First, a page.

The presence of sboA and spaS genes and antimicrobial peptides subtilosin A and subtilin among Bacillus strains of the Amazon basin.
ABSTRACT: This report demonstrates the usefulness of PCR for the genes spaS and sboA as a means of identifying Bacillus strains with a potential to produce subtilin and subtilosin A. One collection strain and five Bacillus spp. isolated from aquatic environments in the Amazon basin were screened by PCR using primers for sboA and spaS designed specifically for this study. The sequences of the PCR products showed elevated homology with previously described spaS and sboA genes. Antimicrobial peptides were isolated from culture supernatants and analyzed by mass spectrometry. For all samples, the mass spectra revealed clusters with peaks at m/z 3300-3500 Da, corresponding to subtilosin A, subtilin and isoforms of these peptides. These results suggest that the antimicrobial activity of these strains may be associated with the production of subtilosin A and/or subtilin. The PCR used here was efficient in identifying novel Bacillus strains with the essential genes for producing subtilosin A and subtilin.
Project description:Several products of industrial interest are produced by Bacillus, including enzymes, antibiotics, amino acids, insecticides, biosurfactants and bacteriocins. This study aimed to investigate the potential of two bacterial isolates (P5 and C3) from puba, a regional fermentation product from cassava, to produce multiple substances with antimicrobial and surface active properties. Phylogenetic analyses showed close relation of isolates P5 and C3 with Bacillus amyloliquefaciens and Bacillus thuringiensis, respectively. Notably, Bacillus sp. P5 showed antimicrobial activity against pathogens such as Listeria monocytogenes and Bacillus cereus, in addition to antifungal activity. The presence of genes encoding pre-subtilosin (sboA), malonyl CoA transacylase (ituD), and the putative transcriptional terminator of surfactin (sfp) were detected in Bacillus sp. P5, suggesting the production of the bacteriocin subtilosin A and the lipopeptides iturin A and surfactin by this strain. For Bacillus sp. C3 the presence of sboA and spas (subtilin) genes was observed by the first time in members of B. cereus cluster. Bacillus sp. P5 showed emulsifying capability on mineral oil, soybean biodiesel and toluene, while Bacillus sp. C3 showed emulsifying capability only on mineral oil. The reduction of the surface tension in culture medium was also observed for strain P5, confirming the production of surface-active compounds by this bacterium. Monoprotonated molecular species and adducts of sodium and potassium ions of surfactin, iturin, and fengycin were detected in the P5 culture medium. Comparative MS/MS spectra of the peak m/z 1030 (C14 surfactin A or C15 surfactin B [M+Na]+) and peak m/z 1079 (C15 iturin [M+Na]+) showed the same fragmentation profile of standards, confirming the molecular identification. In conclusion, Bacillus sp. P5 showed the best potential for the production of antifungal, antibacterial, and biosurfactant substances.
Project description:This study focuses on isolation, screening, and characterization of novel probiotics from gastrointestinal tract of free-range chicken (Gallus gallus domesticus). Fifty seven colonies were isolated and three isolates (FR4, FR9, and FR12) were selected and identified as Lactobacillus gasseri FR4, Bacillus tequilensis FR9, and L. animalis FR12 by 16S rRNA sequencing. Three strains were able to survive in stimulated acidic and bile conditions and inhibit the growth of pathogens. Especially, FR9 exhibited maximum inhibition against Listeria monocytogenes and none of them exhibited hemolytic activity. Native-PAGE revealed the presence of low molecular weight (3.4-5.0 KDa) antimicrobial peptide. The peptide was further purified by Sephadex G-50 column and RP-HPLC using C18 column. N-terminal amino acid sequencing of antimicrobial peptide showed 100% consensus to antilisterial peptide Subtilosin A and SboA gene was amplified from FR9 genome. FR9 showed maximum aggregation activity, exopolysaccharide production (85.46 mg/L) and cholesterol assimilation (63.12 ± 0.05 ?g/mL). Strong adhesion property (12.6%) and pathogen invasion protection ability was revealed by B. tequilensis FR9 towards HCT-116 human colon carcinoma cell line. This is the first study to demonstrate antilisterial Subtilosin A production of B. tequilensis. Our results indicate that B. tequilensis FR9 strain furnish the essential characteristics of a potential probiotics and might be incorporated into human and animal food supplements.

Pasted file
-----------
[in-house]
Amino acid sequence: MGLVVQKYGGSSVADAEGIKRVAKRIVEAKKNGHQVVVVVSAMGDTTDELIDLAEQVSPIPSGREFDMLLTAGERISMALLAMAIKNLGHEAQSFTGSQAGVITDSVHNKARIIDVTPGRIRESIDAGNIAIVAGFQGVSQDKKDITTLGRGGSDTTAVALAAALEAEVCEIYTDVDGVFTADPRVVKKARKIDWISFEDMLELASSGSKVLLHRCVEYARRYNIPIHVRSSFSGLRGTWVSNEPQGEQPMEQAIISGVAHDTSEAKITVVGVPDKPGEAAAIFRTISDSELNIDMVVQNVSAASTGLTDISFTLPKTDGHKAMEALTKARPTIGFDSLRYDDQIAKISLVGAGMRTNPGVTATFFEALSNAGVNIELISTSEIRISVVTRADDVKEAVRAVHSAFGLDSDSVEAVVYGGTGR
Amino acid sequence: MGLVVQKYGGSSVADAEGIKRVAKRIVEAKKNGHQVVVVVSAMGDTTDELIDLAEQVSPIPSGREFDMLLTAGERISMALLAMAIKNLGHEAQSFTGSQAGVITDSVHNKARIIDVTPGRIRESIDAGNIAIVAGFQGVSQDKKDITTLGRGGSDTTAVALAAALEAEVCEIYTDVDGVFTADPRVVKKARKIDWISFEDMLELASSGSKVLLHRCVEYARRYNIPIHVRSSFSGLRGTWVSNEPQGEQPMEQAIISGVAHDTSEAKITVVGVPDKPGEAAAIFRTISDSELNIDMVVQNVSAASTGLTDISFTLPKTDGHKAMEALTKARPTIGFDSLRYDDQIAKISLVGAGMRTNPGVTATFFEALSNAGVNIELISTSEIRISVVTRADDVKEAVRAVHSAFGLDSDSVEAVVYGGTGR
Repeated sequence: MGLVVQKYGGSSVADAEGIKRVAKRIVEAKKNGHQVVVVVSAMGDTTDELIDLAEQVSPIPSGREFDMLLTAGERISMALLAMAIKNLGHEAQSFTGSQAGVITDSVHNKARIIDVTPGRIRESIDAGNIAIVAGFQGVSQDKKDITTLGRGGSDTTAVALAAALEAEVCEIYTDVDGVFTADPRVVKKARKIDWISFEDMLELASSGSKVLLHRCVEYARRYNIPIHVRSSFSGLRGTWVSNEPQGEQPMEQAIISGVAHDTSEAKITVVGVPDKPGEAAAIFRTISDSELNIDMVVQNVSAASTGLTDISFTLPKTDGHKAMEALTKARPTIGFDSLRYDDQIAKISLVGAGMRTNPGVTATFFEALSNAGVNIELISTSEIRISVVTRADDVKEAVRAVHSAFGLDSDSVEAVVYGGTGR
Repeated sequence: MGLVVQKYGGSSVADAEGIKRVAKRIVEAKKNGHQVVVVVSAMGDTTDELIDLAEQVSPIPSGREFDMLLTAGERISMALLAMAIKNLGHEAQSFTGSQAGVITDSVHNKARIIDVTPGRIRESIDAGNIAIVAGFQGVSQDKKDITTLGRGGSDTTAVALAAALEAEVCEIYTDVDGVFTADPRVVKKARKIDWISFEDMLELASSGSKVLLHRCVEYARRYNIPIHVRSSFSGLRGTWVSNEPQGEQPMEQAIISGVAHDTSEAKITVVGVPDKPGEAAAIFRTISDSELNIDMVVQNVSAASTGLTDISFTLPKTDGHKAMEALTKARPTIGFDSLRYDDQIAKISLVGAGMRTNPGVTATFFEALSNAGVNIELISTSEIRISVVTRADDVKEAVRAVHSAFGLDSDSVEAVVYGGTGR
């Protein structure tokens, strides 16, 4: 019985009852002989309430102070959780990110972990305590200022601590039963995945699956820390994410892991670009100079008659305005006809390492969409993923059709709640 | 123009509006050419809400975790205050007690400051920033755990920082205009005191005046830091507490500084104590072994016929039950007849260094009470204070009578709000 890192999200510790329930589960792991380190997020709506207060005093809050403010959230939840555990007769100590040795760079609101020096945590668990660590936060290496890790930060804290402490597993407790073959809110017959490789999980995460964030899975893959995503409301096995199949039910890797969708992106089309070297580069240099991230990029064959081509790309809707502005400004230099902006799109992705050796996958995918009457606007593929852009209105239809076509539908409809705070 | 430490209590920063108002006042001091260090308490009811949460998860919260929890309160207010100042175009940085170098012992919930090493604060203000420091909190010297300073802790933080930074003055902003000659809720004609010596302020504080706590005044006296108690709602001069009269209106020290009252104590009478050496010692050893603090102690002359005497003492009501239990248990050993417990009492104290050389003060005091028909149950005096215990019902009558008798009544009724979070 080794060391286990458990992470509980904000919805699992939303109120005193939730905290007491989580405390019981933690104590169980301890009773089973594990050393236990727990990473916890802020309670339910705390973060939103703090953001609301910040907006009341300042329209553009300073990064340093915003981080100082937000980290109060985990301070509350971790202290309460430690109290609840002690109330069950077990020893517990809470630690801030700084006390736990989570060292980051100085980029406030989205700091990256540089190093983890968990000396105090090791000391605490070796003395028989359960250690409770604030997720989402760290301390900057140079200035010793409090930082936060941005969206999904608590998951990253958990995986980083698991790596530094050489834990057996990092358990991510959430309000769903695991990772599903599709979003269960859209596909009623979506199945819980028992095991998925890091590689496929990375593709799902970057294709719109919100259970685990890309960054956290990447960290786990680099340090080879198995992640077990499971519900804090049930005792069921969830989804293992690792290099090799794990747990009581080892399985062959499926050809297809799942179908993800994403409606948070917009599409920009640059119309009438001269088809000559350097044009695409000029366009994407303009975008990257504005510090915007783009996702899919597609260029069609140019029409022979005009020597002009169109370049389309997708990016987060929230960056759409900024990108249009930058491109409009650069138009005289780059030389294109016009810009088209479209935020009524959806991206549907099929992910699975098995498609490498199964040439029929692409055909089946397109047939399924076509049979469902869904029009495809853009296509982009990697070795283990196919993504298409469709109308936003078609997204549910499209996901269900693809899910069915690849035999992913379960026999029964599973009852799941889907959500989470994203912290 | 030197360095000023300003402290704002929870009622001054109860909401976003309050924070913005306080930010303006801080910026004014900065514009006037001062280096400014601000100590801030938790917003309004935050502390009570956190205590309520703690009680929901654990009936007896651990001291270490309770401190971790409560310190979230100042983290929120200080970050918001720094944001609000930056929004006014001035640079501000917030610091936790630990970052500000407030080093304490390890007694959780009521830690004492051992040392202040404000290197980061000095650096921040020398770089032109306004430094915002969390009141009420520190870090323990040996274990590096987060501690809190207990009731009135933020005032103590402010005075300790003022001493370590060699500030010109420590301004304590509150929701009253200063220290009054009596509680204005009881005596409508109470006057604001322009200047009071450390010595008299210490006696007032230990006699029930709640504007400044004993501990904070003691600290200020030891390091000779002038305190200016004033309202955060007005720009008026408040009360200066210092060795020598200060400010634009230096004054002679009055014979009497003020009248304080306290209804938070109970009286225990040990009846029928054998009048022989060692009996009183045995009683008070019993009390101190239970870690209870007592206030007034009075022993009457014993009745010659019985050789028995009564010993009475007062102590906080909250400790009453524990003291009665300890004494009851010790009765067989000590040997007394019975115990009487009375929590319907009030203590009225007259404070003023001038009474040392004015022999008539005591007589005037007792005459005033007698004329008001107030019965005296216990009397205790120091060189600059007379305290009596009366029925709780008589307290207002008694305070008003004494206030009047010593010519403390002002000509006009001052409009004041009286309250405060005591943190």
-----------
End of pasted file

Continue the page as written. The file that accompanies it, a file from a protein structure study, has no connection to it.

Project description:Subtilin is a lanthionine-containing peptide antibiotic (lantibiotic) which is produced by Bacillus subtilis ATCC 6633. Upstream from the structural gene of subtilin, spaS, three genes (spaB, spaT, and spaC) which are involved in the biosynthesis of subtilin have been identified (C. Klein, C. Kaletta, N. Schnell, and K.-D. Entian, Appl. Environ. Microbiol. 58:132-142, 1992). By using a hybridization probe specific for these genes, the DNA region downstream from spaS was isolated. Further subcloning revealed a 5.2-kb KpnI-HindIII fragment on which two open reading frames, spaR and spaK, were identified approximately 3 kb downstream from spaS. The spaR gene encodes an open reading frame of 220 amino acids with a predicted molecular mass of 25.6 kDa. SpaR shows 35% similarity to positive regulatory factors OmpR and PhoB. The spaK gene encodes an open reading frame of 387 amino acids with a predicted molecular mass of 44.6 kDa and was highly similar to histidine kinases previously described (PhoM, PhoR, and NtrB). Hydrophobicity blots suggested two membrane-spanning regions. Thus, spaR and spaK belong to a recently identified family of environmentally responsive regulators. These results indicated a regulatory function of spaR and spaK in subtilin biosynthesis. Indeed, batch culture experiments confirmed the regulation of subtilin biosynthesis starting in the mid-logarithmic growth phase and reaching its maximum in the early stationary growth phase. Gene deletions within spaR and spaK yielded subtilin-negative mutants, which confirms that subtilin biosynthesis is under the control of a two-component regulatory system.(ABSTRACT TRUNCATED AT 250 WORDS)